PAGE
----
Can Hate Be Conquered?
Rabbi Reuven Mann
This week’s parsha, Vayishlach, depicts the long-awaited confrontation between Yaakov and Eisav. Their relationship had been seriously jeopardized by Yaakov’s actions concerning the blessings Yitzchak had intended to give Eisav.
Eisav could not absorb the wound inflicted on his ego and silently vowed to exact revenge on his younger brother once their father was gone. In response, Yaakov had escaped to the house of his uncle Lavan. It was now 20 years later, and he needed to escape from this relative who had also become his enemy.
Hashem intervened to thwart Lavan’s intentions, but Yaakov was now on a collision course with his brother, and he could not relax and await a miracle. In keeping with the example of his grandfather Avraham, he seized the initiative and divided his camp, designed a diplomatic initiative, and, of course, prayed.
Yaakov was prepared to offer a substantial tribute to his brother. However, the monetary value of the gift alone would not save the day, as Eisav was very wealthy and, as he would soon attest, had no need for his brother’s largesse. Rather, the offering was intended as a display of kavod (honor) to express Yaakov’s desire to find favor with and to display honor to his older brother.
There is an important lesson here. Human dignity is of crucial importance. Violation of a person’s self-esteem can trigger terrible consequences. When a person is insulted, he can spiral into uncontrollable rage and turn violent.
Need we look any further than Lavan? Rachel had taken his terafim (religious icons) in the hope that he could wean himself away from idolatrous practices. This insult to his religious sensibilities almost produced catastrophic results. He chased after Yaakov and, were it not for divine intervention, would have wreaked fearsome retaliation. Indeed, the Passover Haggadah, in the section called “Go and Learn,” makes this incredible assertion: “Go and learn what Lavan the Aramite sought to do to our father Yaakov. For Pharaoh only decreed against the firstborn, but Lavan sought to uproot everything...” in his rage he might have destroyed his own daughters and grandchildren.
Yaakov approached Eisav with careful deliberation. He prepared a very substantial gift of choice animals and divided them into separate groupings. Rabbi Shimshon Rafael Hirsch explains the importance of not presenting the gift all at once. A powerful emotion must be undone gradually, one piece at a time. Every time Eisav encountered a new gift, his anger would dissipate more, until his soul was appeased. [This is in line with the Rabbinic teaching that if one wants to overcome a stingy disposition he must tilt to the extreme of generous giving. The Rambam teaches that in this endeavor he should perform many charitable acts with lesser amounts rather than one massive donation.]
In addition, Yaakov marched in front of his family, and at seven intervals, stopped and bowed to his brother. This display of kavod (honor) expressed through the carefully arranged gift and Yaakov’s genuflections had a powerful impact. “Eisav ran toward him, embraced him, fell upon his neck, and kissed him; then they wept.”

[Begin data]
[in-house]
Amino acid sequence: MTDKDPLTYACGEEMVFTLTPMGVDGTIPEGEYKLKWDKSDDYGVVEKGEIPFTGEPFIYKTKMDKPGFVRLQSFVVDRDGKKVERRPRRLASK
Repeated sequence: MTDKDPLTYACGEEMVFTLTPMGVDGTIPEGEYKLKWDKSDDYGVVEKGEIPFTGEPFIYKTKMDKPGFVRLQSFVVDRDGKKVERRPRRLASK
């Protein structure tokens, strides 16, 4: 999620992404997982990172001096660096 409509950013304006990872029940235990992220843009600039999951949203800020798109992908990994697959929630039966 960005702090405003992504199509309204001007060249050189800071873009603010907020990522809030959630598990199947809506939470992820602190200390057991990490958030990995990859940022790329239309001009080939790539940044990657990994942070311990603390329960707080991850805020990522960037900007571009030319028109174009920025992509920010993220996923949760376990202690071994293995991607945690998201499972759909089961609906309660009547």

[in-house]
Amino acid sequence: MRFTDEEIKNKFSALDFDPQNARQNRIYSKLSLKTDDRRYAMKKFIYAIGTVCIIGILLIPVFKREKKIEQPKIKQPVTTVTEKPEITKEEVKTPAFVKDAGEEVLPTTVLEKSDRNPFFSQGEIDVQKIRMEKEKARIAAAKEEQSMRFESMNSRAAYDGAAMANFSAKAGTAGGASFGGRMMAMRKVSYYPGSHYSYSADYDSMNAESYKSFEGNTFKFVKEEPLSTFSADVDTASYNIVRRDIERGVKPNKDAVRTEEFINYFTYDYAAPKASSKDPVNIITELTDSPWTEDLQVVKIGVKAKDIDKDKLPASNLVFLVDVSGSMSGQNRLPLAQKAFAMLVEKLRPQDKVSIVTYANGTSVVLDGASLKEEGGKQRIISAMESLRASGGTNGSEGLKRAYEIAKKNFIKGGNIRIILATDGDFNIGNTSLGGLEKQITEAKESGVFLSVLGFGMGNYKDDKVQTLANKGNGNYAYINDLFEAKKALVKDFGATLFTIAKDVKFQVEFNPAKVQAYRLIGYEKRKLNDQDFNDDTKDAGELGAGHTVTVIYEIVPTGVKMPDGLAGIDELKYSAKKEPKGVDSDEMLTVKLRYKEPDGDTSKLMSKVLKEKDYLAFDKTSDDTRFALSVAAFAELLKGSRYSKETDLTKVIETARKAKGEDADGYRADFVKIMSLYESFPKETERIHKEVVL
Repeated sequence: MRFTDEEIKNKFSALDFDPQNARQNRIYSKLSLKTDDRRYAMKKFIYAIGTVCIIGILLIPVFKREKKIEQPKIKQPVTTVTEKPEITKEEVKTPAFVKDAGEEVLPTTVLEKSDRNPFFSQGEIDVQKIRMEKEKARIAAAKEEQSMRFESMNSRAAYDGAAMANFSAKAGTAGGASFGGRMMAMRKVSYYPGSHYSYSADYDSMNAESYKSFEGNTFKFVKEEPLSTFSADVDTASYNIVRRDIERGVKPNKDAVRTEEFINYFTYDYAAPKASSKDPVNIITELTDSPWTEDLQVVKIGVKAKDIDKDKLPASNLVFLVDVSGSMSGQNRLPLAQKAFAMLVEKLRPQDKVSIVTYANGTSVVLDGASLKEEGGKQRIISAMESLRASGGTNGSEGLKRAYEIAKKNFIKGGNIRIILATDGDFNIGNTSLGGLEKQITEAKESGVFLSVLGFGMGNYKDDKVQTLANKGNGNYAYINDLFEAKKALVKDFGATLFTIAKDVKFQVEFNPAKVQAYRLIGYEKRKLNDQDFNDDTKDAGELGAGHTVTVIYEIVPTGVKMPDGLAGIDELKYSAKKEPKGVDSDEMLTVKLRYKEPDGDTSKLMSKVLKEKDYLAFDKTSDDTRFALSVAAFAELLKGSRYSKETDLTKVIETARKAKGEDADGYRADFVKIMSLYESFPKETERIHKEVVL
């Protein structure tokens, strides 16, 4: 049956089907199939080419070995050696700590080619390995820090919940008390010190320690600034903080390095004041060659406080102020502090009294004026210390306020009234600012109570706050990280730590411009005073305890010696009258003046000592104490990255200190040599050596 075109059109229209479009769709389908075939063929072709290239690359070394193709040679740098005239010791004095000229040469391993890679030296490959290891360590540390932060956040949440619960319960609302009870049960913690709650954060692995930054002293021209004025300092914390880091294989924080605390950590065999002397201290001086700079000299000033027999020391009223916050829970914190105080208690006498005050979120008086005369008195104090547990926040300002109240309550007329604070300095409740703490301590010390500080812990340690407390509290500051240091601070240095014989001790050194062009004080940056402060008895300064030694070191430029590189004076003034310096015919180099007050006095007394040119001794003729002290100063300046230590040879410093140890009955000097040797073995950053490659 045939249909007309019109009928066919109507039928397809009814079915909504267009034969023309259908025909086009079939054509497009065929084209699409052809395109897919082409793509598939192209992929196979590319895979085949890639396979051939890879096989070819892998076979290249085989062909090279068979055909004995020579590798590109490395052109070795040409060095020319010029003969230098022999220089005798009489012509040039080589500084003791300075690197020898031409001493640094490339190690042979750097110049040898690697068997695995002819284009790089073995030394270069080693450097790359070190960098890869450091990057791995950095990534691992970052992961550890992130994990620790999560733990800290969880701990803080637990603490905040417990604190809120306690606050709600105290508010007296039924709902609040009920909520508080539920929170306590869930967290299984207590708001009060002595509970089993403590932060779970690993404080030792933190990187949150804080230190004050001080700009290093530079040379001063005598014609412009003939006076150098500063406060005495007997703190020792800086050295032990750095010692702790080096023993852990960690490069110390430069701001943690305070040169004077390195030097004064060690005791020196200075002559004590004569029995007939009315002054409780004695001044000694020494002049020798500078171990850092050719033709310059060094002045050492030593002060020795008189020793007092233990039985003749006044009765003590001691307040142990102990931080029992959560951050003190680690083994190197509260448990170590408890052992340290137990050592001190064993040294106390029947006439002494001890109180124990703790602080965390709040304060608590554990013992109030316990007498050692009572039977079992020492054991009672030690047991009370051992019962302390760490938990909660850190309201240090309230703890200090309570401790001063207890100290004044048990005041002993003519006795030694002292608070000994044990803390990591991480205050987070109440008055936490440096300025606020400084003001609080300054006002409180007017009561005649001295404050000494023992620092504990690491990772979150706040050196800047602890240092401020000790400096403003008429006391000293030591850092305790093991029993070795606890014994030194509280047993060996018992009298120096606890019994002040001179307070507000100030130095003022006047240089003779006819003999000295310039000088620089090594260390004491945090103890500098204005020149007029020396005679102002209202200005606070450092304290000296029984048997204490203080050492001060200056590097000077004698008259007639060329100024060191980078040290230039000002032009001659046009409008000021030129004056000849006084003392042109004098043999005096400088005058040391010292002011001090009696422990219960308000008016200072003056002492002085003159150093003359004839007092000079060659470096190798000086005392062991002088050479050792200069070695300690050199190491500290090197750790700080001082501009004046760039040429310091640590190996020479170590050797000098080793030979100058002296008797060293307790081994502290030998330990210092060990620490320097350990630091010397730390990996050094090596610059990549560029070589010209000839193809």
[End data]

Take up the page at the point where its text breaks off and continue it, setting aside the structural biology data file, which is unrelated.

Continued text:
The Rabbis disagree among themselves whether Eisav’s tears were genuine. Some hold that they were not, but Rabbi Shimon bar Yochai said that “although it is an immutable rule that Eisav hates Yaakov, at that moment his mercy was aroused, and he kissed Yaakov with all his heart” (Rashi). How can we understand the nature of this rabbinic disagreement?
It seems to me that Eisav’s display of emotion was not faked. He was genuinely moved and wanted to embrace his brother. But that response was rooted in his self-love. Yaakov had catered to his elevated opinion of himself, and his need for approval and Eisav felt gratitude for that. But is that a basis for a permanent rapprochement?
For that to happen, Eisav would have to look into his soul and recognize that his evaluation of Yaakov had been wrong. It is not clear that Eisav was capable of reorienting the attitudes and values that would enable him to become a true brother to Yaakov. One Rabbi holds that Eisav’s tears were essentially an emotional and momentary knee-jerk reaction to the honor being offered him, a feeling that would soon dissipate.
But Rabbi Shimon bar Yochai held that it was more than that and contained a feeling of genuine affection for Yaakov. It was therefore a true basis for developing and cultivating a lasting friendship based on genuine mutual understanding. Indeed, after accepting Yaakov’s gifts, Eisav said, “Travel on and let us go; I will proceed alongside of you.” He did not want to part from Yaakov.
At that point in history, however, Yaakov had to be exclusively involved with developing his own family and could not be diverted by accompanying Eisav to Seir. Notwithstanding, the Rabbis assert (in accordance with the prophecy of Obadiah 1:21) that in the messianic era, Yaakov’s children will come to Mount Seir to render judgment against Eisav’s descendants.
May the day soon come when Eisav’s blatant and irrational hatred of Yaakov will be eliminated from the world.
In this time of social isolation, we should seek ways to avoid boredom by staying occupied with meaningful activity. The world of virtual reality allows us to stay in touch with friends and attend all kinds of classes available online. But that can only take you so far.
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